The London Trauma System has greatly increased quality of care for trauma patients, according to research from Queen Mary University of London (QMUL) and the London Regional Trauma System.
27 October 2015
In the UK, around 48,000 people experience severe injury each year, and traumatic injury is the major cause of death for people under the age of 44. Injury is also a leading cause of death and disability worldwide, accounting for 9% of all mortality, and more annual deaths than HIV, TB and malaria combined.
In 2007, the National Confidential Enquiry into Patient Outcome and Death (NCEPOD) found that 60% of trauma patients in England had suboptimal management in relation to quality, clinical intervention and organisation of care. The UK’s first regional trauma system for the greater London area was established in April 2010, covering 10 million people. The model aimed to greatly improve the timeliness and appropriateness of treatment received by trauma patients from point of injury to rehabilitation, including from ambulance services, hospitals, and community providers.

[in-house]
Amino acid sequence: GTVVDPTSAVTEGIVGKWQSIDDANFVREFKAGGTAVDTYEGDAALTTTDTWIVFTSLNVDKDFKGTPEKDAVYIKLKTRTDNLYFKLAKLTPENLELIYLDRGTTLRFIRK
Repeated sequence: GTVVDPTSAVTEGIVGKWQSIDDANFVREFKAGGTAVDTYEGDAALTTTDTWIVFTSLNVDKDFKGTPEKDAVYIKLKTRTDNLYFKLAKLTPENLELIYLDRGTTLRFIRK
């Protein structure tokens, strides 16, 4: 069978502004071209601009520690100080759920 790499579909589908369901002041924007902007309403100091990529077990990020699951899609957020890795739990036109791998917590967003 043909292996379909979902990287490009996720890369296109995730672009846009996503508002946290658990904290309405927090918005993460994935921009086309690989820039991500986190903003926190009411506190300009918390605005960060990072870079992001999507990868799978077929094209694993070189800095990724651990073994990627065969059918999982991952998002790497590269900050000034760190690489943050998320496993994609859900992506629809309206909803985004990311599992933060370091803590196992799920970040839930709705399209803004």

The new study, published in the Annals of Surgery, evaluated care after the implementation of the London Regional Trauma System. Hospitals receiving trauma patients are designated as either Major Trauma Centres or Trauma Units. Major Trauma Centres, like the Royal London, Imperial, Kings College and St Georges hospitals, have expert resources available 24 hours a day to manage severely injured patients, while Trauma Units are responsible for the local management of patients with less severe injuries.
Dr Ross Davenport, Clinical Academic Lecturer at QMUL’s Centre for Trauma Sciences (C4TS) based at the Blizard Institute, said: “Our study demonstrates that the London Trauma System has been highly successful in improving quality and outcomes for the majority of severely injured patients. Survival rates have increased by 50% over five years, saving an estimated 610 lives – more than a 747 plane full of passengers.”
Dr Elaine Cole, Senior Research Fellow at QMUL’s C4TS, added: “This primarily reflects improvements in the timely delivery of specialist multidisciplinary trauma care and other organisational changes. It’s therefore heartening that other regional trauma systems have now been rolled out across the UK, and data from the Trauma Audit and Research Network shows that outcomes for trauma patients nation-wide have improved as a result”.
For media information, contact:Joel Winston